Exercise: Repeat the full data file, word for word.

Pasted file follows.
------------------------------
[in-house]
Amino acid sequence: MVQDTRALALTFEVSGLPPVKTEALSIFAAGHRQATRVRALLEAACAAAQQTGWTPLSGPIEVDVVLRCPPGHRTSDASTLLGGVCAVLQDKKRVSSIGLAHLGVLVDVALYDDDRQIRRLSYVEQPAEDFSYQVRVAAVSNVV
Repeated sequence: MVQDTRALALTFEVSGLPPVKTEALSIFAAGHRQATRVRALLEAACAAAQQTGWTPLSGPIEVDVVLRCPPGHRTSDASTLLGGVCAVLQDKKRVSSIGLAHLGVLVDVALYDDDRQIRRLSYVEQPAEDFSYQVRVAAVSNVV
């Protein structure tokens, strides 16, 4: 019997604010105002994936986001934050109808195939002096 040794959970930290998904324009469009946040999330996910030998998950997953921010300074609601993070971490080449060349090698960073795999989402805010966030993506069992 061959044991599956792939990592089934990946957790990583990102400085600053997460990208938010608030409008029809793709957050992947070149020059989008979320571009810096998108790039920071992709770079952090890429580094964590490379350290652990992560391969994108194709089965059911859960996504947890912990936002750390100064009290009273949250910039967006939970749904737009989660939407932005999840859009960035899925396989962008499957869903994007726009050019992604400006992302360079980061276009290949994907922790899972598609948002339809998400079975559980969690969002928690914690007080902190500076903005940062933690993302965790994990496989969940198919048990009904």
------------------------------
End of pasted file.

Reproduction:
[in-house]
Amino acid sequence: MVQDTRALALTFEVSGLPPVKTEALSIFAAGHRQATRVRALLEAACAAAQQTGWTPLSGPIEVDVVLRCPPGHRTSDASTLLGGVCAVLQDKKRVSSIGLAHLGVLVDVALYDDDRQIRRLSYVEQPAEDFSYQVRVAAVSNVV
Repeated sequence: MVQDTRALALTFEVSGLPPVKTEALSIFAAGHRQATRVRALLEAACAAAQQTGWTPLSGPIEVDVVLRCPPGHRTSDASTLLGGVCAVLQDKKRVSSIGLAHLGVLVDVALYDDDRQIRRLSYVEQPAEDFSYQVRVAAVSNVV
């Protein structure tokens, strides 16, 4: 019997604010105002994936986001934050109808195939002096 040794959970930290998904324009469009946040999330996910030998998950997953921010300074609601993070971490080449060349090698960073795999989402805010966030993506069992 061959044991599956792939990592089934990946957790990583990102400085600053997460990208938010608030409008029809793709957050992947070149020059989008979320571009810096998108790039920071992709770079952090890429580094964590490379350290652990992560391969994108194709089965059911859960996504947890912990936002750390100064009290009273949250910039967006939970749904737009989660939407932005999840859009960035899925396989962008499957869903994007726009050019992604400006992302360079980061276009290949994907922790899972598609948002339809998400079975559980969690969002928690914690007080902190500076903005940062933690993302965790994990496989969940198919048990009904």